The constant, K, in Coulomb’s equation is much larger than the constant, G, in the universal gravitation equation. Of what significance is this?

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Gravitational and electrostatic forces are part of a group of forces in physics that are called fundamental forces. Coulomb's law and the law of universal gravitation are both examples of inverse square laws, meaning that the force between two objects is inversely proportional to the square of the distance between the two objects.

Coulomb's law is shown below:

F = K*(q1*q2)/r^2

where F is the electrostatic force, K is Coulomb's constant, q1 and q2 are the scalar charges of the two objects, and r is the distance between the two objects. The value of K is 8.987 x 10^9 N*m^2/C^2.

The law of universal gravitation is shown below:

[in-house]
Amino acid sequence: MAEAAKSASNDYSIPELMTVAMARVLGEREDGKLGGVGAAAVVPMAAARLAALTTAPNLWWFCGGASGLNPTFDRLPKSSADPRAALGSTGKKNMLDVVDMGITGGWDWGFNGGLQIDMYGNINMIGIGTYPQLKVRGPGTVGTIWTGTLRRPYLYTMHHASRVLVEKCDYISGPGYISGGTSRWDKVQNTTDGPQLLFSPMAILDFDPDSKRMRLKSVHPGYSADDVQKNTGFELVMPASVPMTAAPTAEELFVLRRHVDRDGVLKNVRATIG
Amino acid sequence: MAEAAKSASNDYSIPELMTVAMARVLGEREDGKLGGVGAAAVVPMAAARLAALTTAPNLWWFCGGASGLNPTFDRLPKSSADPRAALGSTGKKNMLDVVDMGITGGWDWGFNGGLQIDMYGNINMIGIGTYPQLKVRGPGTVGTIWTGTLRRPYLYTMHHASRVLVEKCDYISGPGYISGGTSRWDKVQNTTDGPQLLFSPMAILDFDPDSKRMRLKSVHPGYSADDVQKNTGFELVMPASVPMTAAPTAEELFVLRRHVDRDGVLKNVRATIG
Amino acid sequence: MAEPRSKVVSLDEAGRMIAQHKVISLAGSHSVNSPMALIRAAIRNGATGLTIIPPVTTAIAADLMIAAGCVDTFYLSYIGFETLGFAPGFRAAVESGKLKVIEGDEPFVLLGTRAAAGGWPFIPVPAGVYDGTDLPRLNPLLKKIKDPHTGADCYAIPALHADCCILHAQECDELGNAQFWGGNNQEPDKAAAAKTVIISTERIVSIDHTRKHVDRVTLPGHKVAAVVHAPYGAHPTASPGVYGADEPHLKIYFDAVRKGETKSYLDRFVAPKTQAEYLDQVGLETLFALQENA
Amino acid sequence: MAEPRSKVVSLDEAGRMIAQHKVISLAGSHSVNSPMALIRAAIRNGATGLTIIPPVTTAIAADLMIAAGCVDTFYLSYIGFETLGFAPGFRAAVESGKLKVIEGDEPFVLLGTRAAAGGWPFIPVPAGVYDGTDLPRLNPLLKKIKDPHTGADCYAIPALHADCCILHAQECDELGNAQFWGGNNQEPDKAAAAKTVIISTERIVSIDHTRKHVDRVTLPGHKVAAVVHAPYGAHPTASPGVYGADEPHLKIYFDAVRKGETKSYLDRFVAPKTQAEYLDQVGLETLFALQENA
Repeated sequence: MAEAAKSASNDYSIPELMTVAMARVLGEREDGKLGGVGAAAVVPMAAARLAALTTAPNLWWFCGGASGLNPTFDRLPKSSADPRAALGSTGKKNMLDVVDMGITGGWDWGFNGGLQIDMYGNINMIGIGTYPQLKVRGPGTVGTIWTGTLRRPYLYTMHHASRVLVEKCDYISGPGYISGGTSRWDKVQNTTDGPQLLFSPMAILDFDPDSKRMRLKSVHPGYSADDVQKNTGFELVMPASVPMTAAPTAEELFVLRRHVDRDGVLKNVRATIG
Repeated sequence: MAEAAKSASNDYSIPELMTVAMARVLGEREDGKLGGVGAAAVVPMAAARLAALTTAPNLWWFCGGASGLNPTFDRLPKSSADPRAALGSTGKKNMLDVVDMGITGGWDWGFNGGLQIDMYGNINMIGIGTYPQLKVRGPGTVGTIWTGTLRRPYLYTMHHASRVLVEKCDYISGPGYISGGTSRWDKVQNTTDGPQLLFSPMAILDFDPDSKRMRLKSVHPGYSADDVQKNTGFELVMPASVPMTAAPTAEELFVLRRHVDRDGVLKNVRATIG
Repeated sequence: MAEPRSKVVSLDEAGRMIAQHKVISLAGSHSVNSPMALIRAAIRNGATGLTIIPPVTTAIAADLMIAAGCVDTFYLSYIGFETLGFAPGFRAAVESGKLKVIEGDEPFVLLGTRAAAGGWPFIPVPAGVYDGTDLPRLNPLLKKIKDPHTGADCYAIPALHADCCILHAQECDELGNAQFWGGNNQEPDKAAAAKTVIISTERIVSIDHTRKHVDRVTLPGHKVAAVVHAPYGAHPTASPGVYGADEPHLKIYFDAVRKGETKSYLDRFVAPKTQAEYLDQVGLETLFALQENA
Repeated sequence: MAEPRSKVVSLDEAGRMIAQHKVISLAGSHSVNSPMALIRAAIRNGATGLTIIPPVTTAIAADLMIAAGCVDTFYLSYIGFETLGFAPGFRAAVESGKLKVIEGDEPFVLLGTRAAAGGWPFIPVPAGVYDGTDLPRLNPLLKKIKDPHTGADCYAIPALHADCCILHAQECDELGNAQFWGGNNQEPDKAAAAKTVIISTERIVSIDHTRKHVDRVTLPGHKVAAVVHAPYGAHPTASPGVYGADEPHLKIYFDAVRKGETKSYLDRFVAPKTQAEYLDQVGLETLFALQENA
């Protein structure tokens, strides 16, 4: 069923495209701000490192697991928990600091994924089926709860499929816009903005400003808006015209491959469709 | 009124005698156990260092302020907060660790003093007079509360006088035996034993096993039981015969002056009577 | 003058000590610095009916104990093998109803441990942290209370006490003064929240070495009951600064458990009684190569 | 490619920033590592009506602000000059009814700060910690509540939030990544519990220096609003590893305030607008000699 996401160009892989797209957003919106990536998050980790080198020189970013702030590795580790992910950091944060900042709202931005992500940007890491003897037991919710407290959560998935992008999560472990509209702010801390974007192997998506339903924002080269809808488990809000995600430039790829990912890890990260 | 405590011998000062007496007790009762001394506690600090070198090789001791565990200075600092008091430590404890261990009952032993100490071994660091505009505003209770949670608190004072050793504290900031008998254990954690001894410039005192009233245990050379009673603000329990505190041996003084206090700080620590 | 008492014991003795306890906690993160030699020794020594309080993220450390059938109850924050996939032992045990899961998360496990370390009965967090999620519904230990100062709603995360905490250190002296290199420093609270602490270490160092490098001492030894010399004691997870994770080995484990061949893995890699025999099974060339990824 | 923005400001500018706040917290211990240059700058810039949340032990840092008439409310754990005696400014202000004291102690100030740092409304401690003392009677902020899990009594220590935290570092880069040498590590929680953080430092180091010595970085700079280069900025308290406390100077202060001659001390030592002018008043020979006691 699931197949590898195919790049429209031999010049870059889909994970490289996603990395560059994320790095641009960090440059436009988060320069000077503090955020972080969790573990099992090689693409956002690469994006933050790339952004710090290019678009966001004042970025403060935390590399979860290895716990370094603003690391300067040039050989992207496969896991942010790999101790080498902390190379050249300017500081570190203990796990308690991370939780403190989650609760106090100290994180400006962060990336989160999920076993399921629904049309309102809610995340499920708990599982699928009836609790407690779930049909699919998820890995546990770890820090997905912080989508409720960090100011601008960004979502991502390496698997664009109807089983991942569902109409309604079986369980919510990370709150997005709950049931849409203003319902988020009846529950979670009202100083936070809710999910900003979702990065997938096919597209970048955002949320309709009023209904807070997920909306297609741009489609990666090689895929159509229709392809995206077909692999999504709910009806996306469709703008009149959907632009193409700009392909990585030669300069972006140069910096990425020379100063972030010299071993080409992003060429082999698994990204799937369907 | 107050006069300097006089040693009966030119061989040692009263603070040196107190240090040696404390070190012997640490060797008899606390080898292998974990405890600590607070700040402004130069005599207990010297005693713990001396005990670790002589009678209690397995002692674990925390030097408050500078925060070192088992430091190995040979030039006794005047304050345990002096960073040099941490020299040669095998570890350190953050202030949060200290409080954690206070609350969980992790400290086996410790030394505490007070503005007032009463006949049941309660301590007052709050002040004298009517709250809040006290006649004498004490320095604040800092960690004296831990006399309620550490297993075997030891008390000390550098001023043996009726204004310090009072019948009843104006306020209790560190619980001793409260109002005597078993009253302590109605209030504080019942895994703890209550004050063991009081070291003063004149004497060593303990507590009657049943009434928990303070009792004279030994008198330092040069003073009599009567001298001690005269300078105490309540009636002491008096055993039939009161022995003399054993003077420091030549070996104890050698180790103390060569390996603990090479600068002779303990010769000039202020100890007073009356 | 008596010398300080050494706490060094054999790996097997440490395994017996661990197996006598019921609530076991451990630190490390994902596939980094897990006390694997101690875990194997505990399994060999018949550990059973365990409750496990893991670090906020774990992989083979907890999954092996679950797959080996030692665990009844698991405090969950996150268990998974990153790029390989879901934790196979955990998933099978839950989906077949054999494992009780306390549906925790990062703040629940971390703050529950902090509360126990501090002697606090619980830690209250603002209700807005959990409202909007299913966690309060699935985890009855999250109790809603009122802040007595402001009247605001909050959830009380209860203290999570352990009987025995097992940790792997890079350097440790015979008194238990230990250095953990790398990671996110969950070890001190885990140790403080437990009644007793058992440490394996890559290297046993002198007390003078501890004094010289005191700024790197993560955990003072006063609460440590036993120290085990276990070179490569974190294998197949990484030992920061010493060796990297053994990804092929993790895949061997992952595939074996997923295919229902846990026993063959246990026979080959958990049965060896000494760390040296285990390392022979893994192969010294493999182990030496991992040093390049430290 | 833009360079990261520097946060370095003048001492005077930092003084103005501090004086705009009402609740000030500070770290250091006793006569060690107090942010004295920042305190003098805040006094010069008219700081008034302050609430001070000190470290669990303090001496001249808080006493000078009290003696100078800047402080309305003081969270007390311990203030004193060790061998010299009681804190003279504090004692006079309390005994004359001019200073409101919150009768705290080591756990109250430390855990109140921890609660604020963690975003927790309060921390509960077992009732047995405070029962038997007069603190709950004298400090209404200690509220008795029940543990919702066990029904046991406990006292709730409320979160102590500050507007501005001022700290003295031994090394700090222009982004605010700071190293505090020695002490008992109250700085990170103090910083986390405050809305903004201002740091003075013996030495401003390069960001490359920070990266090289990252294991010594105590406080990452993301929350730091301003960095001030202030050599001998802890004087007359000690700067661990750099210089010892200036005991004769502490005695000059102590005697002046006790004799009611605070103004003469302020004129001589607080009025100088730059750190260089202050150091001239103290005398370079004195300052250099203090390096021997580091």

F = G*(m1*m2)/r^2

where F is the gravitational force, G is the gravitational constant, m1 and m2 are the masses of the two objects, and r is the distance between the two objects. The value of G is 6.67 x 10^-11 N*m^2/kg^2

Basically, the reason that Coulomb's constant is so much larger than the gravitational constant is that gravitational force is much weaker than other fundamental forces, including electrostatic force. Here is a real life example to demonstrate the point. If you take a balloon, rub it on your shirt, and then place it on a wall, the static electrostatic force will cause the balloon to stick to the wall. The electrostatic force is plainly evident. But if you did not rub the balloon and placed it near the wall, there would be no obvious force or attraction between the wall and the balloon. In other words, the gravitational force of attraction between the balloon and the wall is present, but it is so small that it essentially rounds down to zero. In fact, the force of the static electricity overcomes the force of gravity between the balloon and the Earth (the balloon sticks to the wall instead of falling to the floor). You have to get objects on the size of planetary scales to get appreciable gravitational forces.

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